Scotts Bluff with Dome Rock

I traveled through Nebraska this spring on a road trip.  I stopped at the Wildcat Hills State Park and discovered I was close to a national monument called Scotts Bluff.  I was excitied to check out this piece of history.  So I drove up to the town of  Scottsbluff which is located on U.S. Highway 26 east of the Wyoming border.  

Scotts Bluff rises out of the surrounding prairie like an indestructible boulder that was buried.  Actually, it is made of the same stuff as its flat surroundings that have been eroded by wind water over millions of years.  So why is it still there?  The reasons are rather straightforward, the hills in this part of Nebraska had kinds of umbrellas protecting them from the weather.  These umbrellas, called caprocks, come in the form of limestone concretions.  Limestone concretions are layers of much harder rock in the midst of the softer layers.  Like concrete they are made up of a mixture of minerals. Through time and coincidence the minerals seep into pockets that become the limestone's mold, and over millions of years the harder stone that is formed can protect the soft.

Limestone Concretions
Park Headquarters from the top of Scotts Bluff

The park is just outside of the towns of Gering and Scottsbluff.  The visitor's center is located on the south side of the park along what was the Oregon Trail.  I went into the visitor's center to pay my entrance fee which is only $5.00 for me and my car.  The pass is good for the next 7 days too.  

 Inside the center are depictions of Scotts Bluff and the Oregon Trail.  Many of the pieces of art are by William Henry Jackson (1843-1942)[5246]. He was a photographer, painter, and sketch artist who on his travels, realized the importance of documenting the migration of settlers and the scenery of the growing country in general.  There are also artifacts from the settler's journey that were cast aside or forgotten in the trip west.

Conestoga Wagon

The day, in late May, that I was there was hot and still, it was perfect weather to tromp around the park for a few hours with a bottle of water.  The first trail I walked was on the actual Oregon Trail!  History is very much alive here, as I experienced the same things people more than a hundred years ago saw, heard, and felt.  The sun was bright in the sky and the sounds of bugs surrounded me. A slight breeze touched my face occasionally.  The imagined sounds of oxen, horses, and creaking wagons are ever present amongst the real birds and whining cicadas.  The trails proceed through Mitchell Pass, on the south side of Eagle Rock. Then the Oregon Trail, returns to the North Platte River, travels on to Fort Mitchell, and then to Fort Laramie in Wyoming.  My trail ended at a bench where I ate lunch with a spectacular view west to keep me company.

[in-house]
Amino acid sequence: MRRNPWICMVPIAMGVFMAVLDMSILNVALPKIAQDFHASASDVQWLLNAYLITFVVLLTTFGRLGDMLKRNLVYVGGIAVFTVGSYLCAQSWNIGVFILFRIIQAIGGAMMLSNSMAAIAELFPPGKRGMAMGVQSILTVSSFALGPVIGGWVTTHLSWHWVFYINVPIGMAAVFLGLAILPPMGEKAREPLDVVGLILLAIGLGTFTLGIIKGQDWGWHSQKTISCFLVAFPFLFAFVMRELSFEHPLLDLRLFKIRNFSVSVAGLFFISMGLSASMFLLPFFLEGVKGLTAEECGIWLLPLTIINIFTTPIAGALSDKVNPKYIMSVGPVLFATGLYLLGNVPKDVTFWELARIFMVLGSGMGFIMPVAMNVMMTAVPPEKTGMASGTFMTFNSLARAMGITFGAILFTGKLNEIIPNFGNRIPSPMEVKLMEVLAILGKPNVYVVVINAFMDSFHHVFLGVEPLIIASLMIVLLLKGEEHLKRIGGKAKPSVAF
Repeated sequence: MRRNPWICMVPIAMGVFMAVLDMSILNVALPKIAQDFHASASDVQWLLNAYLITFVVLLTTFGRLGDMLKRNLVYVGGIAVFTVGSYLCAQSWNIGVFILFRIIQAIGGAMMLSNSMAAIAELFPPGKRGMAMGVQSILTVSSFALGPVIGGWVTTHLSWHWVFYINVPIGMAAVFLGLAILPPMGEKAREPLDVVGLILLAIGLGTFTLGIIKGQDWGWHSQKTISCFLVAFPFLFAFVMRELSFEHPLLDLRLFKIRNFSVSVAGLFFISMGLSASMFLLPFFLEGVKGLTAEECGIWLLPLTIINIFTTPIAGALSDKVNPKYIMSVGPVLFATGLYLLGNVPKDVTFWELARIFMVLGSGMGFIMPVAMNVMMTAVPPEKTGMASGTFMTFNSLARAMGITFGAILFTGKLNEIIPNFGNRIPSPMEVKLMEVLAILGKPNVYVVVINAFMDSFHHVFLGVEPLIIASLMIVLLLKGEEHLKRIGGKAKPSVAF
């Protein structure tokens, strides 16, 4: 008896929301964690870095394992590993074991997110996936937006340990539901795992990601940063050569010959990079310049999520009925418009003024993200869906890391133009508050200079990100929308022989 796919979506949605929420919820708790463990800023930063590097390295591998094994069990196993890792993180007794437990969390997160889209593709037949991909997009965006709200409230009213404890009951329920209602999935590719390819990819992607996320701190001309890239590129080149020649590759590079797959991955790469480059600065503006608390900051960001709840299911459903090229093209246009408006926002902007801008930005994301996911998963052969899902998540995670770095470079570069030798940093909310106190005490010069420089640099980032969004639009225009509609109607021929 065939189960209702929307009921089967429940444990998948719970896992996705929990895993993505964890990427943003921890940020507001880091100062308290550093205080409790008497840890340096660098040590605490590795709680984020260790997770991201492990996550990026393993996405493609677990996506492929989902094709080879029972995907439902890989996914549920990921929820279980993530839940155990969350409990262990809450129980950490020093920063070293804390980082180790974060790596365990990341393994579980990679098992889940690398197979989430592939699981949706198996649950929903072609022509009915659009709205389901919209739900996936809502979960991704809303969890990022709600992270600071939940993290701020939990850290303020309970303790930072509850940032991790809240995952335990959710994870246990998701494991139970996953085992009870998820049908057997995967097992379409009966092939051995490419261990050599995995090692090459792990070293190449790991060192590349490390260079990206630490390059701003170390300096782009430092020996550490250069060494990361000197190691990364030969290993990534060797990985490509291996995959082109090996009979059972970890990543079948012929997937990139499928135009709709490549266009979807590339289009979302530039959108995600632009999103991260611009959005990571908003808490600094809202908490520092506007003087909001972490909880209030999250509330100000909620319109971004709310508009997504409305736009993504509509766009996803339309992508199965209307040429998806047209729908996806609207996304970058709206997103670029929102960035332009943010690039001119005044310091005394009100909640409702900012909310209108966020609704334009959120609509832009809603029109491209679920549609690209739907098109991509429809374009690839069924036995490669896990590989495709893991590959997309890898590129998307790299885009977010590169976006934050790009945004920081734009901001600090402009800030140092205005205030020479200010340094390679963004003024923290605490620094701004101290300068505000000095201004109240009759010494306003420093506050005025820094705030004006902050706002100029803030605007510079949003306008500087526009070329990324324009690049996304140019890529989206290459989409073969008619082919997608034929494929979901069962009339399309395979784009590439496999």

View West from Mitchell Pass
View East through Mitchell Pass with Eagle Rock

Today, there are two ways to the top of Scotts Bluff.  Though one can easily imagine settler children scrambling up any way they could when their parents looked away.  Now, one can easily drive to the top of the hill and see the wonderful views that include the towns of Gering, Scottsbluff, the Wildcat Hills, and in the distance Chimney Rock.  Looking at Chimney Rock is a reminder that the people that traveled to trail used landmarks to guide them.  I could feel my eyes looking through the years and seeing the same sight that countless people have seen.  It must have been a great comfort to have these landmarks guiding travelers as they picked their way across the country in otherwise unfamiliar surroundings.

Saddle Rock Trail

Instead of driving to the top of the bluff I chose to walk the Saddle Rock Trail to the top.  The trail is paved and comfortable to walk on, it winds around the east side of the bluff 1.6 miles to the summit[5247].  The trail's approach to the hill is through a delightful prairie meadow that soon begins climbing the side of the bluff.  I began walking up the trail about midday and the lack of shade  was a little uncomfortable; I was glad I had my water bottle.  When the trail finally meets the bear rock of the bluff there is a short tunnel underneath Saddle Rock.  The tunnel is welcomely cooler than the sunshine.  It is carved in an arch through the sandstone.  There are countless handprints and divots in the walls where people have clawed out some sand.  When I touched the wall sand came away easily enough to be worrisome with such a great weight above.  The ceiling of the tunnel appeared to be made of studier rock and I continued through. I was drawn through the tunnels 20 feet or so by the bright beautiful view northeast of the town of Scottsbluff and the prairie.  This was also the only shady part of the trail.  The trail rises back into the sun, passing Saddle Rock, onto the southwest face again.  From there the trail headed to the summit and the south and North overlooks.  The views are spectacular and if you don't feel like walking, remember, you can drive up so don't miss it.  I backtracked down to the visitor's center although I almost asked some fellows driving down if I could ride with them, as it seemed a little daunting in the heat.  I made it back to my car after a wonderful diversion for a few hours on a long trip.